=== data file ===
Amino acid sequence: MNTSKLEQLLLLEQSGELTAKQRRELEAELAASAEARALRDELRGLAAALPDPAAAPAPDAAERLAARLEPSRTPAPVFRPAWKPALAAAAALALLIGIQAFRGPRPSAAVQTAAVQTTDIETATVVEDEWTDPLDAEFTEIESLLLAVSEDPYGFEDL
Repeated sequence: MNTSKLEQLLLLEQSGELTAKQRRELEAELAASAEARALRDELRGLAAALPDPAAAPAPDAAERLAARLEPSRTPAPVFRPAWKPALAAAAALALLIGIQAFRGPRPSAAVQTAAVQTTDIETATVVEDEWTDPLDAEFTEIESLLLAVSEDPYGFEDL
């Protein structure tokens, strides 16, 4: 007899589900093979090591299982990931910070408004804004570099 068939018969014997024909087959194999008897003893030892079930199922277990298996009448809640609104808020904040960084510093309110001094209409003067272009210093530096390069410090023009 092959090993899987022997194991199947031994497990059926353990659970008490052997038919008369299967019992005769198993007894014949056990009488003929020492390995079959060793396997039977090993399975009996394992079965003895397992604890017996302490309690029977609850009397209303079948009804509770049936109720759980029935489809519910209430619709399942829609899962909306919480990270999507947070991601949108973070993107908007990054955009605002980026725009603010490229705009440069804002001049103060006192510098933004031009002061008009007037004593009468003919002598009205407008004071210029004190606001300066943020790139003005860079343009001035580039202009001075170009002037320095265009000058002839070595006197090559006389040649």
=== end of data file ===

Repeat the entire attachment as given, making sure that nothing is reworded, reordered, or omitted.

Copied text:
Amino acid sequence: MNTSKLEQLLLLEQSGELTAKQRRELEAELAASAEARALRDELRGLAAALPDPAAAPAPDAAERLAARLEPSRTPAPVFRPAWKPALAAAAALALLIGIQAFRGPRPSAAVQTAAVQTTDIETATVVEDEWTDPLDAEFTEIESLLLAVSEDPYGFEDL
Repeated sequence: MNTSKLEQLLLLEQSGELTAKQRRELEAELAASAEARALRDELRGLAAALPDPAAAPAPDAAERLAARLEPSRTPAPVFRPAWKPALAAAAALALLIGIQAFRGPRPSAAVQTAAVQTTDIETATVVEDEWTDPLDAEFTEIESLLLAVSEDPYGFEDL
């Protein structure tokens, strides 16, 4: 007899589900093979090591299982990931910070408004804004570099 068939018969014997024909087959194999008897003893030892079930199922277990298996009448809640609104808020904040960084510093309110001094209409003067272009210093530096390069410090023009 092959090993899987022997194991199947031994497990059926353990659970008490052997038919008369299967019992005769198993007894014949056990009488003929020492390995079959060793396997039977090993399975009996394992079965003895397992604890017996302490309690029977609850009397209303079948009804509770049936109720759980029935489809519910209430619709399942829609899962909306919480990270999507947070991601949108973070993107908007990054955009605002980026725009603010490229705009440069804002001049103060006192510098933004031009002061008009007037004593009468003919002598009205407008004071210029004190606001300066943020790139003005860079343009001035580039202009001075170009002037320095265009000058002839070595006197090559006389040649």